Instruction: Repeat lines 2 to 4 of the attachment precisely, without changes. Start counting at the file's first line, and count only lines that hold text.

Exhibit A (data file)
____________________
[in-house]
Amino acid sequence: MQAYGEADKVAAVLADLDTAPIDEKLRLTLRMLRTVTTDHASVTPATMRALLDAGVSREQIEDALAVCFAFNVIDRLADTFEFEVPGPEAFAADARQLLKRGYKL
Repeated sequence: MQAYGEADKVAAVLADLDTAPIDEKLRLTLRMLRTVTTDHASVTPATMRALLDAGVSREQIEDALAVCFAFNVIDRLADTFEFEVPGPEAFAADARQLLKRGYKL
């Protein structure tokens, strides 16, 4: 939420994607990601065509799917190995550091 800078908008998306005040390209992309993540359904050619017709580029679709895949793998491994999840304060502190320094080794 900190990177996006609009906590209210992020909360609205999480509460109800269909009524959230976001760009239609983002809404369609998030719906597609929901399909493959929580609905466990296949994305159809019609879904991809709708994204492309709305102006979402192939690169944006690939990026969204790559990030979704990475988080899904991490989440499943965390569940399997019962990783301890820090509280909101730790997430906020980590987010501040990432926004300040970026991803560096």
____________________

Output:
Amino acid sequence: MQAYGEADKVAAVLADLDTAPIDEKLRLTLRMLRTVTTDHASVTPATMRALLDAGVSREQIEDALAVCFAFNVIDRLADTFEFEVPGPEAFAADARQLLKRGYKL
Repeated sequence: MQAYGEADKVAAVLADLDTAPIDEKLRLTLRMLRTVTTDHASVTPATMRALLDAGVSREQIEDALAVCFAFNVIDRLADTFEFEVPGPEAFAADARQLLKRGYKL
């Protein structure tokens, strides 16, 4: 939420994607990601065509799917190995550091 800078908008998306005040390209992309993540359904050619017709580029679709895949793998491994999840304060502190320094080794 900190990177996006609009906590209210992020909360609205999480509460109800269909009524959230976001760009239609983002809404369609998030719906597609929901399909493959929580609905466990296949994305159809019609879904991809709708994204492309709305102006979402192939690169944006690939990026969204790559990030979704990475988080899904991490989440499943965390569940399997019962990783301890820090509280909101730790997430906020980590987010501040990432926004300040970026991803560096």